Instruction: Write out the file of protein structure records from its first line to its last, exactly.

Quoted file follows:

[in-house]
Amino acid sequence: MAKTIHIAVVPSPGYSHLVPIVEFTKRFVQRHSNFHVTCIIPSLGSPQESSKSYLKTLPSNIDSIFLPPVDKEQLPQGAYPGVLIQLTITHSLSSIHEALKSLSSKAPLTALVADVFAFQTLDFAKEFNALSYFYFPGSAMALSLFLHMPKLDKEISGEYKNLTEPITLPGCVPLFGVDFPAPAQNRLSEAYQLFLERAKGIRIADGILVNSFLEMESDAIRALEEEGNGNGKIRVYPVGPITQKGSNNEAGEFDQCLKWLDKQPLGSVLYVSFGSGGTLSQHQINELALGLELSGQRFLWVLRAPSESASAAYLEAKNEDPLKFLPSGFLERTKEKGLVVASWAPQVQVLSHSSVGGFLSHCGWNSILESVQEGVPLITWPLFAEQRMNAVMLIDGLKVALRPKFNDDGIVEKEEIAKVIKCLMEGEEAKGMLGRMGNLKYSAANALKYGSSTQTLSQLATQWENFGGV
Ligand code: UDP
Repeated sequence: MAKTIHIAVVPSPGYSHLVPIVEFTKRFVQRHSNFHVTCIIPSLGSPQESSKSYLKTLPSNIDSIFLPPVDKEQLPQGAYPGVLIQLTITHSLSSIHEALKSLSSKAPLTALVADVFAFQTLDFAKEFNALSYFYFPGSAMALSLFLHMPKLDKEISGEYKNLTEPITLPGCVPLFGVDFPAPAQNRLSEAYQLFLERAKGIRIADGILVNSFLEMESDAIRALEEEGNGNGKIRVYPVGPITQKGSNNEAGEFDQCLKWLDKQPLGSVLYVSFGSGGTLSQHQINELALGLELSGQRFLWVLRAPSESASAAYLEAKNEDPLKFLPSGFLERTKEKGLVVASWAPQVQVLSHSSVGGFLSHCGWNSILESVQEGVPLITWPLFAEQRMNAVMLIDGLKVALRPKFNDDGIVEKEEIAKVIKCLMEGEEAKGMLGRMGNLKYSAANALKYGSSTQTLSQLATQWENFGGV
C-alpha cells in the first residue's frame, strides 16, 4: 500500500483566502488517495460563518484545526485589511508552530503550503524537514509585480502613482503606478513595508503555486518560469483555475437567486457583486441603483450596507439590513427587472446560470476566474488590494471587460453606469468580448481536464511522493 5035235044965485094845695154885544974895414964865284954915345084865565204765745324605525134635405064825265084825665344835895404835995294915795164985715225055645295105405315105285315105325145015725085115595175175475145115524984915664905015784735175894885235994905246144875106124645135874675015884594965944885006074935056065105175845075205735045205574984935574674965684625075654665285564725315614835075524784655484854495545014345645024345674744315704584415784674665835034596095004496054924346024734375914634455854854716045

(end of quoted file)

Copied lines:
[in-house]
Amino acid sequence: MAKTIHIAVVPSPGYSHLVPIVEFTKRFVQRHSNFHVTCIIPSLGSPQESSKSYLKTLPSNIDSIFLPPVDKEQLPQGAYPGVLIQLTITHSLSSIHEALKSLSSKAPLTALVADVFAFQTLDFAKEFNALSYFYFPGSAMALSLFLHMPKLDKEISGEYKNLTEPITLPGCVPLFGVDFPAPAQNRLSEAYQLFLERAKGIRIADGILVNSFLEMESDAIRALEEEGNGNGKIRVYPVGPITQKGSNNEAGEFDQCLKWLDKQPLGSVLYVSFGSGGTLSQHQINELALGLELSGQRFLWVLRAPSESASAAYLEAKNEDPLKFLPSGFLERTKEKGLVVASWAPQVQVLSHSSVGGFLSHCGWNSILESVQEGVPLITWPLFAEQRMNAVMLIDGLKVALRPKFNDDGIVEKEEIAKVIKCLMEGEEAKGMLGRMGNLKYSAANALKYGSSTQTLSQLATQWENFGGV
Ligand code: UDP
Repeated sequence: MAKTIHIAVVPSPGYSHLVPIVEFTKRFVQRHSNFHVTCIIPSLGSPQESSKSYLKTLPSNIDSIFLPPVDKEQLPQGAYPGVLIQLTITHSLSSIHEALKSLSSKAPLTALVADVFAFQTLDFAKEFNALSYFYFPGSAMALSLFLHMPKLDKEISGEYKNLTEPITLPGCVPLFGVDFPAPAQNRLSEAYQLFLERAKGIRIADGILVNSFLEMESDAIRALEEEGNGNGKIRVYPVGPITQKGSNNEAGEFDQCLKWLDKQPLGSVLYVSFGSGGTLSQHQINELALGLELSGQRFLWVLRAPSESASAAYLEAKNEDPLKFLPSGFLERTKEKGLVVASWAPQVQVLSHSSVGGFLSHCGWNSILESVQEGVPLITWPLFAEQRMNAVMLIDGLKVALRPKFNDDGIVEKEEIAKVIKCLMEGEEAKGMLGRMGNLKYSAANALKYGSSTQTLSQLATQWENFGGV
C-alpha cells in the first residue's frame, strides 16, 4: 500500500483566502488517495460563518484545526485589511508552530503550503524537514509585480502613482503606478513595508503555486518560469483555475437567486457583486441603483450596507439590513427587472446560470476566474488590494471587460453606469468580448481536464511522493 5035235044965485094845695154885544974895414964865284954915345084865565204765745324605525134635405064825265084825665344835895404835995294915795164985715225055645295105405315105285315105325145015725085115595175175475145115524984915664905015784735175894885235994905246144875106124645135874675015884594965944885006074935056065105175845075205735045205574984935574674965684625075654665285564725315614835075524784655484854495545014345645024345674744315704584415784674665835034596095004496054924346024734375914634455854854716045